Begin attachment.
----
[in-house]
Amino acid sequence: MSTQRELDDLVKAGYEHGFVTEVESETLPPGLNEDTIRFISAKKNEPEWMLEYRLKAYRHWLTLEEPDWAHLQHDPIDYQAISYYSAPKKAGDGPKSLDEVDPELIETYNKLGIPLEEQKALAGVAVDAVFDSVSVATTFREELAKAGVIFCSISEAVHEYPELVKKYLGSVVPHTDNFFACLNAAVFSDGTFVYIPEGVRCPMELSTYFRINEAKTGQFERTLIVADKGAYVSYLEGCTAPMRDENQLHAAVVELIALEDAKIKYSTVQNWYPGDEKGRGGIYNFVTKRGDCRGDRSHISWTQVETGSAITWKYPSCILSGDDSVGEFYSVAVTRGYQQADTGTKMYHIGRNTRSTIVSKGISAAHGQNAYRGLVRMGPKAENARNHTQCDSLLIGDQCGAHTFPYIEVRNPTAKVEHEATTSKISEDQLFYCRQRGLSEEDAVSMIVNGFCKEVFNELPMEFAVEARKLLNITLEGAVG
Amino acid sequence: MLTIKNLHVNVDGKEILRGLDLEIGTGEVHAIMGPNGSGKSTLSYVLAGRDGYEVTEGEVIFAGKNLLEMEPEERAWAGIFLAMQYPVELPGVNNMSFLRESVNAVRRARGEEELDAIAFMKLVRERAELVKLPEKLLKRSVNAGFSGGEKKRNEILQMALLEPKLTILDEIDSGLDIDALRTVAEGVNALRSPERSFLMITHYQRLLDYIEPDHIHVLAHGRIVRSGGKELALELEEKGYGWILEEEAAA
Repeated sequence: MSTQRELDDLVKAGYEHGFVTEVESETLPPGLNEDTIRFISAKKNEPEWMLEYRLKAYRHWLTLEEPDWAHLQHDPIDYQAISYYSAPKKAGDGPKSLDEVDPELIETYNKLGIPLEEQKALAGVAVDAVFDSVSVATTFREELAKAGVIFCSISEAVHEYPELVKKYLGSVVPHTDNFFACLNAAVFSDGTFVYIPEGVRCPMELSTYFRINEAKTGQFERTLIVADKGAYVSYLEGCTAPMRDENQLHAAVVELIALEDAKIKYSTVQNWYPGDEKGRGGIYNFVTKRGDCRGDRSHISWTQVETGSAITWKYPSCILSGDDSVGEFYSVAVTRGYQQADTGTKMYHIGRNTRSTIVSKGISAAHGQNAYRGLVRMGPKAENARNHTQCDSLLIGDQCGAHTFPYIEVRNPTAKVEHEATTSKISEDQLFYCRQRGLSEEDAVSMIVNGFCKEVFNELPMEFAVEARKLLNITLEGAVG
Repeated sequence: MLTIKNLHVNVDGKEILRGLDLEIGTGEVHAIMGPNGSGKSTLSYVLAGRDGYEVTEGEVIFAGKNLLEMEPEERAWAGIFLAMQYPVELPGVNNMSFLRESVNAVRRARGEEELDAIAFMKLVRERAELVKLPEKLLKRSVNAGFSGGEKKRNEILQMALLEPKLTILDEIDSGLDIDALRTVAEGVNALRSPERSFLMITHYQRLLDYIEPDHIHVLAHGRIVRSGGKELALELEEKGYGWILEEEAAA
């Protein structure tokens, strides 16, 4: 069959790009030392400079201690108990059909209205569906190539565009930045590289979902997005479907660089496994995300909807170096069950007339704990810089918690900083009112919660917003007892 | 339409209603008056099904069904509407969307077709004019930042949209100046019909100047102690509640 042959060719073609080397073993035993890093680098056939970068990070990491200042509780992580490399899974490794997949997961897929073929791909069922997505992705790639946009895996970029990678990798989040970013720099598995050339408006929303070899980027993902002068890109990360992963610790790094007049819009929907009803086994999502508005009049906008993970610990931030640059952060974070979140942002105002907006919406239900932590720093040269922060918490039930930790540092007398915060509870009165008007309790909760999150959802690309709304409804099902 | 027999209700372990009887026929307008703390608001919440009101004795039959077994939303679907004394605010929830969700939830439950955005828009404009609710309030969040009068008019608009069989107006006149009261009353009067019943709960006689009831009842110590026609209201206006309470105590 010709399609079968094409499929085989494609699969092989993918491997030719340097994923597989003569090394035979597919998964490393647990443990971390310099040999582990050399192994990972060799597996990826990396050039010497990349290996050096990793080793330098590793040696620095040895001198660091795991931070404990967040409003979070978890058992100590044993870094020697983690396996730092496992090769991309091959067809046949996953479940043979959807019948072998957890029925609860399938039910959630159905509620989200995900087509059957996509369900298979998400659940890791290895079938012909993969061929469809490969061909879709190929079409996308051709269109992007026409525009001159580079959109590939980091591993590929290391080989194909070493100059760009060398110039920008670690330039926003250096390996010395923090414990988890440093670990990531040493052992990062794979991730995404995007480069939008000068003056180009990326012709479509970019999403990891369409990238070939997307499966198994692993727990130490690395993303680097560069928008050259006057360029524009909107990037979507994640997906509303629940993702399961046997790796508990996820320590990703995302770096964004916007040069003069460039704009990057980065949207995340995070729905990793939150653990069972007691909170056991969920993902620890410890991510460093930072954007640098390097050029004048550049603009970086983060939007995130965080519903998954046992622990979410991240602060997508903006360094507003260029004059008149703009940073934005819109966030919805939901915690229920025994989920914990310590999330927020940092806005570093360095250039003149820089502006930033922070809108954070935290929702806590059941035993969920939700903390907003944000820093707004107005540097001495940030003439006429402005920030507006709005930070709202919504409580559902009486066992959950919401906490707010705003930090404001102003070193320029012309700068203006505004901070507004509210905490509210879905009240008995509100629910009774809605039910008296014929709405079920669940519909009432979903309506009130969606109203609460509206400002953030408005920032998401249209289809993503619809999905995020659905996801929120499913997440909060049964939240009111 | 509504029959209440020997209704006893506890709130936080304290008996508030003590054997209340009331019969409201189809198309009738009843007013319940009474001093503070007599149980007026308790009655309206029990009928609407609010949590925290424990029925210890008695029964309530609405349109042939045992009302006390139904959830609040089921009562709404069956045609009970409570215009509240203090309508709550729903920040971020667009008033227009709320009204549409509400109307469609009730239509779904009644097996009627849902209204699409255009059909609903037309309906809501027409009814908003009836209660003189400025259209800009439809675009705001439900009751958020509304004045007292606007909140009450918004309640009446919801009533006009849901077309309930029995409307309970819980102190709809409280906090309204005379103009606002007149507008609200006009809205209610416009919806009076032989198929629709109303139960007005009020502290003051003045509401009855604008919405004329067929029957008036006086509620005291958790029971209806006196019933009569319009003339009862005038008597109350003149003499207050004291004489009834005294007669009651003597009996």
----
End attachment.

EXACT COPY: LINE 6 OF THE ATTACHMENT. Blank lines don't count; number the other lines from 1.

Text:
């Protein structure tokens, strides 16, 4: 069959790009030392400079201690108990059909209205569906190539565009930045590289979902997005479907660089496994995300909807170096069950007339704990810089918690900083009112919660917003007892 | 339409209603008056099904069904509407969307077709004019930042949209100046019909100047102690509640 042959060719073609080397073993035993890093680098056939970068990070990491200042509780992580490399899974490794997949997961897929073929791909069922997505992705790639946009895996970029990678990798989040970013720099598995050339408006929303070899980027993902002068890109990360992963610790790094007049819009929907009803086994999502508005009049906008993970610990931030640059952060974070979140942002105002907006919406239900932590720093040269922060918490039930930790540092007398915060509870009165008007309790909760999150959802690309709304409804099902 | 027999209700372990009887026929307008703390608001919440009101004795039959077994939303679907004394605010929830969700939830439950955005828009404009609710309030969040009068008019608009069989107006006149009261009353009067019943709960006689009831009842110590026609209201206006309470105590 010709399609079968094409499929085989494609699969092989993918491997030719340097994923597989003569090394035979597919998964490393647990443990971390310099040999582990050399192994990972060799597996990826990396050039010497990349290996050096990793080793330098590793040696620095040895001198660091795991931070404990967040409003979070978890058992100590044993870094020697983690396996730092496992090769991309091959067809046949996953479940043979959807019948072998957890029925609860399938039910959630159905509620989200995900087509059957996509369900298979998400659940890791290895079938012909993969061929469809490969061909879709190929079409996308051709269109992007026409525009001159580079959109590939980091591993590929290391080989194909070493100059760009060398110039920008670690330039926003250096390996010395923090414990988890440093670990990531040493052992990062794979991730995404995007480069939008000068003056180009990326012709479509970019999403990891369409990238070939997307499966198994692993727990130490690395993303680097560069928008050259006057360029524009909107990037979507994640997906509303629940993702399961046997790796508990996820320590990703995302770096964004916007040069003069460039704009990057980065949207995340995070729905990793939150653990069972007691909170056991969920993902620890410890991510460093930072954007640098390097050029004048550049603009970086983060939007995130965080519903998954046992622990979410991240602060997508903006360094507003260029004059008149703009940073934005819109966030919805939901915690229920025994989920914990310590999330927020940092806005570093360095250039003149820089502006930033922070809108954070935290929702806590059941035993969920939700903390907003944000820093707004107005540097001495940030003439006429402005920030507006709005930070709202919504409580559902009486066992959950919401906490707010705003930090404001102003070193320029012309700068203006505004901070507004509210905490509210879905009240008995509100629910009774809605039910008296014929709405079920669940519909009432979903309506009130969606109203609460509206400002953030408005920032998401249209289809993503619809999905995020659905996801929120499913997440909060049964939240009111 | 509504029959209440020997209704006893506890709130936080304290008996508030003590054997209340009331019969409201189809198309009738009843007013319940009474001093503070007599149980007026308790009655309206029990009928609407609010949590925290424990029925210890008695029964309530609405349109042939045992009302006390139904959830609040089921009562709404069956045609009970409570215009509240203090309508709550729903920040971020667009008033227009709320009204549409509400109307469609009730239509779904009644097996009627849902209204699409255009059909609903037309309906809501027409009814908003009836209660003189400025259209800009439809675009705001439900009751958020509304004045007292606007909140009450918004309640009446919801009533006009849901077309309930029995409307309970819980102190709809409280906090309204005379103009606002007149507008609200006009809205209610416009919806009076032989198929629709109303139960007005009020502290003051003045509401009855604008919405004329067929029957008036006086509620005291958790029971209806006196019933009569319009003339009862005038008597109350003149003499207050004291004489009834005294007669009651003597009996």